Michigan rolls out COVID-19 exposure notification app

By: Sarah Wojcik | C&G Newspapers | Published November 19, 2020

Screenshot taken from the App Store

LANSING — MI COVID Alert is a new statewide COVID-19 exposure notification app that lets users know whether they might recently have been exposed to COVID-19. It uses randomly generated phone codes and low energy Bluetooth technology instead of GPS location to protect privacy.

The app, which was piloted in Ingham County and on the campus of Michigan State University in October, is anonymous, free and voluntary. It is available in the Apple and Google app stores on iPhone and Android mobile phones.

Users can confidentially submit a positive test result into the app and alert others in recent proximity that they may have also been exposed to the virus, according to a Michigan Department of Health & Human Services press release.

“COVID cases and deaths are now rising fast,” MDHHS Director Robert Gordon said in a prepared statement. “Using MI COVID Alert on your cell phone is a simple, safe step that everyone can take to protect themselves and their loved ones. It’s free, it’s easy, and it protects your privacy.”

Research from Oxford University found a potential to reduce infections and deaths, even if just 15% of a population uses an exposure notification app like MI COVID Alert, according to the press release.

During a Nov. 18 MDHHS press conference, MDHHS Director of the Bureau of Epidemiology and Population Health Dr. Sarah Lyon-Callo said more than 280,000 people have signed up, and Spanish and Arabic translations will be coming soon.

“This does not track your location, so this is not something … where it actually knows where you are on the planet,” she said. “All this app does is record which phones your phone may have been near if this other phone has this app downloaded as well.”

Lyon-Callo said local health departments will give individuals who have tested positive a code to enter into the MI Covid Alert app, the app identifies which phone numbers they have been near for 15 minutes over a 24-hour period, and then it sends an exposure push notification.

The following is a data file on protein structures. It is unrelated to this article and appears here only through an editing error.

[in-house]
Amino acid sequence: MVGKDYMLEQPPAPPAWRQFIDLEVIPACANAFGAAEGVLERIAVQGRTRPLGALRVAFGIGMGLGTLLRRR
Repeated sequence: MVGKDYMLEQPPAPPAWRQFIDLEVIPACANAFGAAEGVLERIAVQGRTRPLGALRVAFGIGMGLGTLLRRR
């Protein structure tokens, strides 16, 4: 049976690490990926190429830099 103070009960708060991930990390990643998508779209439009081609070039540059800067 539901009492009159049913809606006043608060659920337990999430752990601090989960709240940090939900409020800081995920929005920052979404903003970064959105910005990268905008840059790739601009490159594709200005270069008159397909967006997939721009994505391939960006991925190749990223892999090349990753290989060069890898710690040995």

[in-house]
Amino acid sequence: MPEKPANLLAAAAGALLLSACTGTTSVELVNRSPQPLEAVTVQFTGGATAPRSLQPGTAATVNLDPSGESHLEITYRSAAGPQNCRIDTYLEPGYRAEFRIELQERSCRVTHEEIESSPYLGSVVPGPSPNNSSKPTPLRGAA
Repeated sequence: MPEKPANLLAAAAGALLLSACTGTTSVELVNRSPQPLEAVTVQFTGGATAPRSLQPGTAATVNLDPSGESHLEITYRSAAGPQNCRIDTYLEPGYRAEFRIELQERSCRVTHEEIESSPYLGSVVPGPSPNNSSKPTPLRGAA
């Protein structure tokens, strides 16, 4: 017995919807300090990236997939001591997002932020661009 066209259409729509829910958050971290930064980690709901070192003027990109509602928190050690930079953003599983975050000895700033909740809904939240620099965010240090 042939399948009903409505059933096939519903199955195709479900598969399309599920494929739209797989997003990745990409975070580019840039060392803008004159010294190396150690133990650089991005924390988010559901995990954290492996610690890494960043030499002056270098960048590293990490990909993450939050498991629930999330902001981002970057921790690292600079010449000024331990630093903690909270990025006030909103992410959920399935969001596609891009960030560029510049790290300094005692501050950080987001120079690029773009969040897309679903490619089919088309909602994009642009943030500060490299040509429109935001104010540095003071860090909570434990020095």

During the press conference, Gordon said contact tracing is much more difficult to conduct at locations such as restaurants and bars, where people may spend an hour, as opposed to construction sites and institutions, in which they have “core identification.”

In response to a question about how the MDHHS is funding hiring additional employees and other costs not in its budget, Gordon said the MDHHS has depended on federal dollars to supplement state dollars, particularly funding under the CARES Act that must be used by Dec. 30.

“Washington’s failure for months now to provide additional funding for the massive public health costs that we face is an enormous challenge for the department and the state,” he said.

During the press conference, Dr. Joneigh S. Khaldun, chief medical executive and chief deputy director of the MDHHS, added that the day a U.S. Food and Drug Administration-approved vaccine becomes available, it will only become available in limited quantities.

“It will only become available for those that the (Centers for Disease Control and Prevention) has determined are the highest-risk populations,” Khaldun said. “That will start with health care providers, so it will be several months — well into 2021 — before that vaccine is even available or widely distributed to the general population.”

The app is part of the state’s continued efforts to slow the increasing spread of COVID-19.

“In addition to wearing a mask, social distancing and getting tested, downloading the app is one of the most important steps we can take to help keep our communities safe,” said MSU Executive Vice President for Health Sciences Dr. Norman J. Beauchamp Jr. in a prepared statement.

The app is able to look back in time to determine close contact with other phones that have the app. App users will receive a notification once another user’s positive test is entered into the system; the notification means the app user was possibly within 6 feet — for at least 15 minutes — of someone who tested positive.

Those exposed to COVID-19 should get tested and consider quarantining, including watching for symptoms for 14 days from the date of possible exposure. To find a testing location nearby, visit michigan.gov/coronavirus; call the Michigan COVID-19 hotline at (888) 535-6136 from 8 a.m. to 5 p.m. Mondays through Fridays; or dial 211 on a mobile phone to locate and schedule an appointment at a nearby, off-campus testing location.

Other states, including Virginia, Arizona, New York, Alabama and New Jersey, recently launched similar statewide exposure notification apps, and additional states have apps in development, according to the release.

To find the latest information about the COVID-19 outbreak, visit michigan.gov/coronavirus and cdc.gov/coronavirus.